November 09, 2015
On Tuesday, Nov. 10th Caron will be honored with the HOPE Award for our leadership in the field of integrated treatment of behavioral health disorders and addiction at the Ninth Annual HOPE Luncheon Seminar. In advance of the event, we sat down with Hope for Depression Research Foundation’s (HDRF) Founder and Chair Audrey Gruss to talk about her organization:
The name of your organization is Hope for Depression Research Foundation (HDRF). From your perspective, how has the mental health landscape changed in the past 10 years and what gives you hope today?
Eight years ago, I don't think people mentioned the word depression. I don't think it was top of mind because nobody put it there. Yet depression is the leading cause of disease burden. Millions struggle with major depression around the world, and it is the leading cause of disability globally.
Today, it is gratifying to see growing media awareness of the issue and to know that HDRF has been on the forefront. This year marks our Ninth Annual Luncheon Seminar. It’s a highly visible forum for useful public discussion about mental health. I’m proud we've put depression front and foremost in a lot of people's minds.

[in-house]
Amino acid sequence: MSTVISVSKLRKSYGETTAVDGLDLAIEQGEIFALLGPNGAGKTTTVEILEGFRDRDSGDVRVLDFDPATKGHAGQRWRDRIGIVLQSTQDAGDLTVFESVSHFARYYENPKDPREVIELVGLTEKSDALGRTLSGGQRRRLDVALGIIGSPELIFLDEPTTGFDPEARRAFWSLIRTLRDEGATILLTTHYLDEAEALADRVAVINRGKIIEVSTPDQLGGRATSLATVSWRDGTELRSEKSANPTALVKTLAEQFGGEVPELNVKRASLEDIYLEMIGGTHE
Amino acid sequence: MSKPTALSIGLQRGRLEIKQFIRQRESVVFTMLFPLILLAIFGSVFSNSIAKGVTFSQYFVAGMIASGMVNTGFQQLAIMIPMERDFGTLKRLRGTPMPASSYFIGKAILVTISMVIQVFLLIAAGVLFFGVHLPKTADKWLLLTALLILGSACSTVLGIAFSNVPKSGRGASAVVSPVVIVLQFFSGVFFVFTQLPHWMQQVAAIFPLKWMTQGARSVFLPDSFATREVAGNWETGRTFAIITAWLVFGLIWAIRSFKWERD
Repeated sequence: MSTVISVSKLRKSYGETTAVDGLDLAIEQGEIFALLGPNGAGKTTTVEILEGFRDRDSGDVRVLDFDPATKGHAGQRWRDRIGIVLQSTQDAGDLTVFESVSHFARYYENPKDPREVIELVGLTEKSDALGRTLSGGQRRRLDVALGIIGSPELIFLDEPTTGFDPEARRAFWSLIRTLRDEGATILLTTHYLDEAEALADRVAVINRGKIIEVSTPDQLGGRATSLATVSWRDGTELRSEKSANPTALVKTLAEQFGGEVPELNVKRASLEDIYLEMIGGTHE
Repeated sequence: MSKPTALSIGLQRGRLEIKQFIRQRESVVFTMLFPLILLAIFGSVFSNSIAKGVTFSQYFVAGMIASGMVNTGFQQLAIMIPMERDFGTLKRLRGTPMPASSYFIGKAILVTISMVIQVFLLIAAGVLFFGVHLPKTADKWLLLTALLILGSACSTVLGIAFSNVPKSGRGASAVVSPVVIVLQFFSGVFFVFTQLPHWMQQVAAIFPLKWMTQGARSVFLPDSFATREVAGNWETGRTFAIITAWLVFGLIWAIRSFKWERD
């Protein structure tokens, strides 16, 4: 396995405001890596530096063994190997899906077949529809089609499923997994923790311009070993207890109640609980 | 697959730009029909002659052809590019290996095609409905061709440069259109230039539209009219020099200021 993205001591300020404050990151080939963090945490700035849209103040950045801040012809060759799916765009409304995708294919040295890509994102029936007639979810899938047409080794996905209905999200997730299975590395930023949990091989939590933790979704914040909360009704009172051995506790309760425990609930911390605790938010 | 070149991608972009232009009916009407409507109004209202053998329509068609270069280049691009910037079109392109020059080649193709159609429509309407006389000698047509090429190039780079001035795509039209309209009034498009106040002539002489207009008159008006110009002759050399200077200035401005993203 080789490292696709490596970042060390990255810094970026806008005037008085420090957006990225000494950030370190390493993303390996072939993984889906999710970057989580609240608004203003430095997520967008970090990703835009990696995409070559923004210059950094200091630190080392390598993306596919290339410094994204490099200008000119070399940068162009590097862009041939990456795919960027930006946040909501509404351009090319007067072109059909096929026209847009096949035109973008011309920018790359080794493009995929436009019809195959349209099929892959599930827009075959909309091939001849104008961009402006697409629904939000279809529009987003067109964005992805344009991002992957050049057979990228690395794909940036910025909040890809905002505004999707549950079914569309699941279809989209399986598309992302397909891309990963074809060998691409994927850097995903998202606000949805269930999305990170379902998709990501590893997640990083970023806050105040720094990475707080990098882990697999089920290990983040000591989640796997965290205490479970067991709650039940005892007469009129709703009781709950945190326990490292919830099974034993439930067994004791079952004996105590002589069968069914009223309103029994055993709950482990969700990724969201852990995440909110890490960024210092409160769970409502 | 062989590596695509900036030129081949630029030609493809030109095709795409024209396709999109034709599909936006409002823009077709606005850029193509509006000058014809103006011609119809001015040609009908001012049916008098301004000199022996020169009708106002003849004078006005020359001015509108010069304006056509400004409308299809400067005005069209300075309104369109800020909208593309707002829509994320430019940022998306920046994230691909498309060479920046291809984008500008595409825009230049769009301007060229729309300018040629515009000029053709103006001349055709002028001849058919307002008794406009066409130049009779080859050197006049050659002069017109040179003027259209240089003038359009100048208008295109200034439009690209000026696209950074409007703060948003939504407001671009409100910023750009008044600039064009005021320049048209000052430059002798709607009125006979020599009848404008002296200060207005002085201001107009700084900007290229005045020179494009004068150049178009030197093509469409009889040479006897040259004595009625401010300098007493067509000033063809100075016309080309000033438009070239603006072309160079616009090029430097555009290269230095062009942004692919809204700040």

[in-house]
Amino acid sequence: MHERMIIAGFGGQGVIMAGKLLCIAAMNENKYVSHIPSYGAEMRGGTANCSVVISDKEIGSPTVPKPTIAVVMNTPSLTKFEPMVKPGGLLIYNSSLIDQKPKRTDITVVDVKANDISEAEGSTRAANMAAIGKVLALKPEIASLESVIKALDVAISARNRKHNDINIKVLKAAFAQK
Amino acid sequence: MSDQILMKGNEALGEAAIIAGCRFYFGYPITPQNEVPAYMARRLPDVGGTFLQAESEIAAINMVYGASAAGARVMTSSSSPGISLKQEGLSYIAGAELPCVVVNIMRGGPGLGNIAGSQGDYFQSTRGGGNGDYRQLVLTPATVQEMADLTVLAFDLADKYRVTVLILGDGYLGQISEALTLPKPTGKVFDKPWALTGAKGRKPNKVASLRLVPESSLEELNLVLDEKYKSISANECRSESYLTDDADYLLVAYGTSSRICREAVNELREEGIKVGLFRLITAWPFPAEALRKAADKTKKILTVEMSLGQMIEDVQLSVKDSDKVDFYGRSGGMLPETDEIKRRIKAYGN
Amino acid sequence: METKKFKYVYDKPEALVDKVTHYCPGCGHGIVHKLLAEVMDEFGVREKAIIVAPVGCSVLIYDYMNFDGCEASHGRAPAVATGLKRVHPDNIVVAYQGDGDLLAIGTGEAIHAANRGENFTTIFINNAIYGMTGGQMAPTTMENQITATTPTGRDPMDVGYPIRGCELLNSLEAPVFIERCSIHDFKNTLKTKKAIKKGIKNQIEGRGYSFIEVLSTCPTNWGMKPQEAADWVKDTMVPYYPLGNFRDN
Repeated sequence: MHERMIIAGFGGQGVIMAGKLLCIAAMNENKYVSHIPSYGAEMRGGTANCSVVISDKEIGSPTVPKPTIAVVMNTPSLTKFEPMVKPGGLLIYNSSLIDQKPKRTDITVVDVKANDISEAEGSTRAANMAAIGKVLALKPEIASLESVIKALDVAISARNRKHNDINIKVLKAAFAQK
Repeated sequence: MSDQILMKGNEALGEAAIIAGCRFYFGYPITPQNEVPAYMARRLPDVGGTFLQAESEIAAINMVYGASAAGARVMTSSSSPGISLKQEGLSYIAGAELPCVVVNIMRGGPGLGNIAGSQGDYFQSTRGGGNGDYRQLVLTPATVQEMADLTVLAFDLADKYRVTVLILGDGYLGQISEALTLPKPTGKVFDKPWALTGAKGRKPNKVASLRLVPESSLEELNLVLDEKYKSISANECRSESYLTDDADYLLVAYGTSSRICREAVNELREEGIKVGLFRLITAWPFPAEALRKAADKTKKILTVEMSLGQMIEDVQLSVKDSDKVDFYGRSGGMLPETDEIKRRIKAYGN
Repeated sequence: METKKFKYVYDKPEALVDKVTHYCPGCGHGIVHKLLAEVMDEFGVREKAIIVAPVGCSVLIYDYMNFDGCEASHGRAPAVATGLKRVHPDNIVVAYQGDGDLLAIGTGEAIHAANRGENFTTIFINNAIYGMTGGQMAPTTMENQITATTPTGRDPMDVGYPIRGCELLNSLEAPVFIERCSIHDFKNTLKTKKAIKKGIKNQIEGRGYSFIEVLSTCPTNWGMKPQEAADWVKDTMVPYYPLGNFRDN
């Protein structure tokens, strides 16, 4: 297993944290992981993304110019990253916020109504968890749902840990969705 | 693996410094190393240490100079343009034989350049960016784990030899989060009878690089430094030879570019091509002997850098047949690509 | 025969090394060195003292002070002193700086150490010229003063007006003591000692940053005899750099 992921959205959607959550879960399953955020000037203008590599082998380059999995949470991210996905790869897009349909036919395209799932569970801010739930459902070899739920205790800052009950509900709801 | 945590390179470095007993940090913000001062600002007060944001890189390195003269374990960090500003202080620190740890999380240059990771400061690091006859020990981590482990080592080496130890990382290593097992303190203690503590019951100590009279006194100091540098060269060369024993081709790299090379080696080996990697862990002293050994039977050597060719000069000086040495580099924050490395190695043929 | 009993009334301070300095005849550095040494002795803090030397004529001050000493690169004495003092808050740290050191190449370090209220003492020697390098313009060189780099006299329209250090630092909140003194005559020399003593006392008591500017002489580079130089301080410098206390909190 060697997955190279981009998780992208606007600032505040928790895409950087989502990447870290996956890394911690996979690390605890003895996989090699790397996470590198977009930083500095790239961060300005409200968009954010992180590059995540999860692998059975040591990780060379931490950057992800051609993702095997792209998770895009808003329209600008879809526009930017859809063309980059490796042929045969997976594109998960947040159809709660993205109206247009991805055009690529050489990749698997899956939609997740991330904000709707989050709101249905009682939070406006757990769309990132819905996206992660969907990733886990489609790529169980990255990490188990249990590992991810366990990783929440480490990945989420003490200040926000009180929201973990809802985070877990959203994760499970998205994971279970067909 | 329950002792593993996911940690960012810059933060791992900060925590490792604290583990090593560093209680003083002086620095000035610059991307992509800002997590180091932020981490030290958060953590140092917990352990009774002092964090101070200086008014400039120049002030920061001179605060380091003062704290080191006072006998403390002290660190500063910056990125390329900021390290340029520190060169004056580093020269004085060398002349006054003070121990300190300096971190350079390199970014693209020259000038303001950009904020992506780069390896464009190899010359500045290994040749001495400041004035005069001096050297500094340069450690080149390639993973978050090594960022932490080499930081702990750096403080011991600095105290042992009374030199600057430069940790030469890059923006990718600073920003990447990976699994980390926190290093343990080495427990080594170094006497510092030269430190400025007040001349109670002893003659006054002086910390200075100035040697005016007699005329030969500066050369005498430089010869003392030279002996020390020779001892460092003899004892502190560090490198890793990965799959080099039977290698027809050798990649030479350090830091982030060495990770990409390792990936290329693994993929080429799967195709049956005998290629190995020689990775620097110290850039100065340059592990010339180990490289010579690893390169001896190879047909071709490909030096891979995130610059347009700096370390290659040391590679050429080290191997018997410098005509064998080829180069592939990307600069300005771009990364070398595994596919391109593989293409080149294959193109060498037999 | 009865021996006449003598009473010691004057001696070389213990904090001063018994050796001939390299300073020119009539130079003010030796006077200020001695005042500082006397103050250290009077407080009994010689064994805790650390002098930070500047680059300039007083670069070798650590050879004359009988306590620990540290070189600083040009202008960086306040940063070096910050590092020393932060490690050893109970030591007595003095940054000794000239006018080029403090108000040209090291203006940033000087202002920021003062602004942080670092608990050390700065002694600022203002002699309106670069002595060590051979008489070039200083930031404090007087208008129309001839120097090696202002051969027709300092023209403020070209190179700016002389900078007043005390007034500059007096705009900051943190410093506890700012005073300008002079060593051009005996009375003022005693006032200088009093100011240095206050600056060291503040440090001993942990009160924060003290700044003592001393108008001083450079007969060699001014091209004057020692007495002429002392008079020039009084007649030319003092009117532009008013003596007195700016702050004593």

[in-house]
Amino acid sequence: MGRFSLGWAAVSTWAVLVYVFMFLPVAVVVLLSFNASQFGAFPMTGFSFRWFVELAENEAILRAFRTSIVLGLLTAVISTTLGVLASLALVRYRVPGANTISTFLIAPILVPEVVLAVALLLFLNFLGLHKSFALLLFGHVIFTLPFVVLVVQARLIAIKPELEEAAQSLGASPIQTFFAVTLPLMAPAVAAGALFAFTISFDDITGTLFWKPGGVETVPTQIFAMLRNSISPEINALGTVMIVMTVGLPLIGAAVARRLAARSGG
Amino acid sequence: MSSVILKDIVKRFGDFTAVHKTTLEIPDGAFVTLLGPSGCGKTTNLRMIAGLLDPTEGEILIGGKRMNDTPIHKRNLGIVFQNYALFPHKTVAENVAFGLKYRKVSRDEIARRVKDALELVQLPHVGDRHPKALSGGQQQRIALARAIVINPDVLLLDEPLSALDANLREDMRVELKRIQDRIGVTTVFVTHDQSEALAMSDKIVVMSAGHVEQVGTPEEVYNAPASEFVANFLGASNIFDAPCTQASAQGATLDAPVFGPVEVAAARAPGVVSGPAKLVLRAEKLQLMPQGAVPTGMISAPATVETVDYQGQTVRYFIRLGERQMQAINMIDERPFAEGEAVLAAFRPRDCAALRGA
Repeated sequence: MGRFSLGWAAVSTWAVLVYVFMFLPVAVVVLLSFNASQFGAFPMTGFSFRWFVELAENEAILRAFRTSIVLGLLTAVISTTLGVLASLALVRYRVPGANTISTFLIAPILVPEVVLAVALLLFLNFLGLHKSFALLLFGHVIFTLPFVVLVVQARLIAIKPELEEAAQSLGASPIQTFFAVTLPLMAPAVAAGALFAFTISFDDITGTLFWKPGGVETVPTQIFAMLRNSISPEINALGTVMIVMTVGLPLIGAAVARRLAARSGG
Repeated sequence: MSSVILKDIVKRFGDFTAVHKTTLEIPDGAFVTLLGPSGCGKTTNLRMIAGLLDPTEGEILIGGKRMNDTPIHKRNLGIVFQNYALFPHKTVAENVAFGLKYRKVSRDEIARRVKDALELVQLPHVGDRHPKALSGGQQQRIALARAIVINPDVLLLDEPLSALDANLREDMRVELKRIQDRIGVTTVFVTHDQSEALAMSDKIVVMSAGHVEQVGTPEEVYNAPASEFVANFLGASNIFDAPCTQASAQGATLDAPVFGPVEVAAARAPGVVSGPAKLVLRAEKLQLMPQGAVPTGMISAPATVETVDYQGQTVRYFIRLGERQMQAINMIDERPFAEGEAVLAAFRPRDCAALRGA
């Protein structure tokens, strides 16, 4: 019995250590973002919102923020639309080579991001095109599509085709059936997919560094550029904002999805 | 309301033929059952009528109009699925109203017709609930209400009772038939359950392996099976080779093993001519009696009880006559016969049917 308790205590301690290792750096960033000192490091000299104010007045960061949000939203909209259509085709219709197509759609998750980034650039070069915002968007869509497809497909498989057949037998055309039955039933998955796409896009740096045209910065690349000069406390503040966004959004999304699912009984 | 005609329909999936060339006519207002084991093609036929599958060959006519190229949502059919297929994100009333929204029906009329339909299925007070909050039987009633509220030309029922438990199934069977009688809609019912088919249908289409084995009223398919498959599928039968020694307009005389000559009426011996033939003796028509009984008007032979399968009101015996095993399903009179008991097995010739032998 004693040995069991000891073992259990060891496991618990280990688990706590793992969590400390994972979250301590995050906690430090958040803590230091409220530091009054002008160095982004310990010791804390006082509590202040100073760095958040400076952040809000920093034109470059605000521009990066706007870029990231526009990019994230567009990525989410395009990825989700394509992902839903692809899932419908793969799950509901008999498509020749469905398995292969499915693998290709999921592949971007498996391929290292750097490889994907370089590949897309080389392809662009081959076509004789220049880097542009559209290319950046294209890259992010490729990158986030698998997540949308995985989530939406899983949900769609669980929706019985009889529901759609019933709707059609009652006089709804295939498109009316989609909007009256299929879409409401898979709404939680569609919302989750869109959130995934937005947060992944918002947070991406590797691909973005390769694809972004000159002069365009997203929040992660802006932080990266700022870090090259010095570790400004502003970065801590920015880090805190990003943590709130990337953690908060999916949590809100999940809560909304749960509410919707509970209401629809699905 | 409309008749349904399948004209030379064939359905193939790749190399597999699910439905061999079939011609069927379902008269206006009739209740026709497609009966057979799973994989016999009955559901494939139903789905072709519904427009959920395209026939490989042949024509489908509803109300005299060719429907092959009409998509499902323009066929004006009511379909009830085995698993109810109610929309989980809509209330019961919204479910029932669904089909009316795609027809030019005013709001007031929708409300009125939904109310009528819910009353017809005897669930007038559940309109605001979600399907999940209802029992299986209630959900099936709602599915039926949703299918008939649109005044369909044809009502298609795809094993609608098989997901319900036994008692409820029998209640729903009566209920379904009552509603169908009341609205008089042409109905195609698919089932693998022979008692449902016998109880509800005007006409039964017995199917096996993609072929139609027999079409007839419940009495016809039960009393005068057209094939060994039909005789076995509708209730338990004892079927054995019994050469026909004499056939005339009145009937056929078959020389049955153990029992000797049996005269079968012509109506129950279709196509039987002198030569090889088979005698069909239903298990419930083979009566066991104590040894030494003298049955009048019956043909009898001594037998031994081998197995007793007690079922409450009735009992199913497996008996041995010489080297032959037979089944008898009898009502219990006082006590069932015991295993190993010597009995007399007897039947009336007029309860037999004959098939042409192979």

Now, we can speak openly about depression, where we would have been embarrassed or a little afraid to do that. There's so much less misinformation, so much more knowledge. Even the familiarity with the word and the ability to say it is a starting point on getting more and more info out there, correcting the fears of anything to do with the brain and mind.
Caron is thrilled to be honored by your organization. Why do you feel it’s important to recognize others in the behavioral health field?
Collaboration and recognition are an important part of any field, any human endeavor. At HDRF we have two goals: to drive science forward, and to raise public awareness. We educate and inform in order to remove the stigma of depression. This in turn advances the cause of research. By recognizing other organizations who are on the cutting-edge of this field, we shine a light on a critical frontier of medicine – the mind and brain.
Families with a depressed loved-one may struggle with feelings of isolation and being misunderstood by extended family and friends. What would you say to a family in that position?
My mother Hope suffered from depression for most of her late adult life. My sisters, father, and I witnessed decades of misdiagnosis, trials of medication, troublesome side effects, and the psychic pain and life-sapping loss of energy that is a mark of clinical depression.
Depression is an incredibly hard situation for anyone, whether you are the person suffering, or whether you are a family member or friend. It’s important to know what to say, and how to help. We will be launching a Public Service Announcement on this topic tomorrow, and our website www.hopefordepression.org has a lot of helpful advice and resources.